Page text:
Premature baby died after nurse forgot to switch on machine

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A NURSE has admitted “causing or contributing” to a premature baby’s death by hypothermia after forgetting to turn on a humidifier.

Craig Wilson was working as a neo-natal nurse at the Princess Royal Maternity Hospital, Glasgow, when he failed to activate the machine to help the newborn breathe.

Mr Wilson’s tragic mistake happened just before he took a break and it was a colleague who discovered the infant – born 13 weeks early – was cold.

When he returned from his break, Mr Wilson said: “F***, I forgot to turn it on.”

The baby died later the same day.

A fellow nurse told a disciplinary hearing in Edinburgh today that she had prepared the machine for use and Mr Wilson had only to “switch it on”.

Mr Wilson, who has been a qualified nurse for 13 years, admits his fitness to practice is impaired and faces being struck off by the Nursing and Midwifery Council (NMC).

 

The panel at the hearing in Edinburgh will decide what sanction to impose
The panel at the hearing in Edinburgh will decide what sanction to impose

 

The case presenter for the NMC, Alistair Kennedy, said that on August 14, 2013, Mr Wilson was placed in the care of ‘Baby A’, who was born at 27 weeks but had been making good progress in an incubator.

Mr Wilson administered continuous positive airway pressure (CPAP) treatment to the infant before going for his morning break at around 10.30am.

A nurse who was keeping an eye on the baby in his absence, noticed that the child was cold to touch and that the humidifier had not been switched on.

The nurse took immediate action and the baby was re-incubated but died at 6pm that evening from hypothermia and multiple organ failure.

Mr Kennedy told the hearing that when Mr Wilson returned from his break at 11am, he said: “F**k, I forgot to switch it on.”

Mr Wilson admitted that he initially recorded that the humidifier was turned on and said at the time that the only explanation was that somebody else had turned it off.

Mr Wilson’s representative, Robbie Wilson, told the hearing his client now admitted that he had not turned the dehumidifier on.

Nurse Christine McInally told the hearing Mr Wilson was teaching a student at the time of the incident so she helped set up the equipment.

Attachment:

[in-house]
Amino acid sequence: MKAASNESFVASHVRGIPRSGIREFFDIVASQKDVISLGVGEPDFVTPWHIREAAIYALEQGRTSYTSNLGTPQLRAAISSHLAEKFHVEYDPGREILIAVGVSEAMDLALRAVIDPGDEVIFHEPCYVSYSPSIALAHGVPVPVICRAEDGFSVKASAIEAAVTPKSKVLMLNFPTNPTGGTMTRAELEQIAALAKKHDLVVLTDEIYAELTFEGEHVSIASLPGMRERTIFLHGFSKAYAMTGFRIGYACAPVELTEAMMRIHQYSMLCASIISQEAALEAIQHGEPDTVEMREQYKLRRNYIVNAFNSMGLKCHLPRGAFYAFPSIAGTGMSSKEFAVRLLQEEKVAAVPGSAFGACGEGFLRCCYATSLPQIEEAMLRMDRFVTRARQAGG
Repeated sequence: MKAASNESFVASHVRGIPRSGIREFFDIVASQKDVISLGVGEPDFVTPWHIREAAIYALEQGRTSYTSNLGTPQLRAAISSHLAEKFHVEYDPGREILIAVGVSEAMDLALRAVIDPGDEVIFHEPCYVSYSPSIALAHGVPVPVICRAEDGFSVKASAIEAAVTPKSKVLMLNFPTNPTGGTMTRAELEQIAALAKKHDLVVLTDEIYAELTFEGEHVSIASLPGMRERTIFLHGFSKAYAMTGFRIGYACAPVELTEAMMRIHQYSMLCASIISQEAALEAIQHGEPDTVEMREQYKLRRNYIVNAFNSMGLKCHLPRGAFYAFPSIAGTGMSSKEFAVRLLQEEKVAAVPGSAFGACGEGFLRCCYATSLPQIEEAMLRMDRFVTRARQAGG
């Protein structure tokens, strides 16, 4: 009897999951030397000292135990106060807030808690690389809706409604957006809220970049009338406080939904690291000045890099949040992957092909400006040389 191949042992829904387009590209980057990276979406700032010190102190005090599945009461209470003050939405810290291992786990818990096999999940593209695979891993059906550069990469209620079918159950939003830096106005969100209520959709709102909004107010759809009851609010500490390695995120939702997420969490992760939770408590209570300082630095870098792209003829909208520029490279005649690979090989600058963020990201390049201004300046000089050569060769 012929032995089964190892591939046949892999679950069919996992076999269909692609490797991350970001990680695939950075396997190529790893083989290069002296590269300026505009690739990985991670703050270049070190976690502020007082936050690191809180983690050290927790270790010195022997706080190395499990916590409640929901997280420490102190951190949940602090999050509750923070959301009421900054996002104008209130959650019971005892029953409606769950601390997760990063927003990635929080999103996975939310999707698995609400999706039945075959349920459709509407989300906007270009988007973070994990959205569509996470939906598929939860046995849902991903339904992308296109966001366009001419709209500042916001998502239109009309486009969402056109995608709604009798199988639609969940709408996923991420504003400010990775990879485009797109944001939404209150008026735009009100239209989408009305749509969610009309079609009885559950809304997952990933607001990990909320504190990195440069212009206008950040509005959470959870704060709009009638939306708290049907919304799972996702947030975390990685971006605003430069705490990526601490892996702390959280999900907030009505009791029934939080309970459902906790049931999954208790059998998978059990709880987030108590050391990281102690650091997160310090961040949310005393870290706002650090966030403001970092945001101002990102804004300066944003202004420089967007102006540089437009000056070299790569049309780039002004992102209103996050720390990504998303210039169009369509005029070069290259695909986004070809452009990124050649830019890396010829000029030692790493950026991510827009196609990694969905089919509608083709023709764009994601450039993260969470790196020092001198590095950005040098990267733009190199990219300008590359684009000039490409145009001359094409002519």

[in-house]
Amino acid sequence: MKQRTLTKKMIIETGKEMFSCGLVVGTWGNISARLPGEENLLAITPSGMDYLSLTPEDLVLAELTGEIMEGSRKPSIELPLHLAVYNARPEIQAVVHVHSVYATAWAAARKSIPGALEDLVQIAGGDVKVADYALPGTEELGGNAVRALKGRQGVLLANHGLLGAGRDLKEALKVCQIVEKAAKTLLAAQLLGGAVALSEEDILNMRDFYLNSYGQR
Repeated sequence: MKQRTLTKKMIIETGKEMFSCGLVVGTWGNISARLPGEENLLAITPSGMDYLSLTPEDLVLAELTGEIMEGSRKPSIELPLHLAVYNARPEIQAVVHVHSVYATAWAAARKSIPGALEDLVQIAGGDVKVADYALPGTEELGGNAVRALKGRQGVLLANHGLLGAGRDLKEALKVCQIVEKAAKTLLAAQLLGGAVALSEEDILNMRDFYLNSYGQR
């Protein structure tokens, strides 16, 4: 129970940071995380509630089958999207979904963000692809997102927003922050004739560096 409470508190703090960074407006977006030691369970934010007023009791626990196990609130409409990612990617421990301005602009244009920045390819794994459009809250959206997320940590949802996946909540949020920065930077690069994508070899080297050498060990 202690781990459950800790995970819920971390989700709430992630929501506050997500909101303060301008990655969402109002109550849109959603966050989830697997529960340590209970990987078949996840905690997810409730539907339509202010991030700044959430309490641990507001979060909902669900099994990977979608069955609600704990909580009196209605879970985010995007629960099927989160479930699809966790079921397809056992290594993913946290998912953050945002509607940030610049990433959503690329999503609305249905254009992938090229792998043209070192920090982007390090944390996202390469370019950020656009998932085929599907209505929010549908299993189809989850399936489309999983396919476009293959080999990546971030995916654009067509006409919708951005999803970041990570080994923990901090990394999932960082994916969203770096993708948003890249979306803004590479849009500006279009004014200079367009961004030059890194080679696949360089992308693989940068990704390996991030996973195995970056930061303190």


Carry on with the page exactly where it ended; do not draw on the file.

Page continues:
She said: “He was teaching a student at the time, and we help each other out.”
“I filled the humidifer with water myself, definitely. He just had to switch it on.”

Mrs McInally also added that when informed the humidifer had not been turned on, Mr Wilson immediately admitted his mistake.

She continued: “His reponse was immediate. He said a swear word first, then, ‘I forgot to switch it on'”.

She also said that Mr Wilson later changed his story, and claimed that he remembered filling the humidifer with water but that she knew that he was mistaken, as she had filled it herself.

The charges Mr Wilson has admitted to state that his actions “caused or contributed to Baby A developing hypothermia” and that this “contributed to a loss of opportunity for life for Baby A”.

He also admits charge 1.4, which states that he “incorrectly recorded in Baby A’s nursing records that the humidifier had been turned on, when that was not the case.”

However, he denies that his actions in charge 1.4, “were dishonest” in that he “sought to conceal his failure to turn on the humidifier.”

In a separate charge, Mr Wilson admits that whilst working at the Southern General Maternity Hospital, he said that a baby had been given medication when they hadn’t and asked a colleague to sign a sheet to say they had.

Mr Wilson admits that he recorded that he had given a baby Ranitidine, a drug for treating stomach ulcers, when had not, and asked a nurse to say he had.

However, he denies the charge that he was dishonest and sought to conceal his failure to administer Ranitidine.

He also denies the allegation that he “intended to give the dose of Ranitidine to Baby B that had been due at 2pm, without seeking permission from a doctor.”

The hearing continues.

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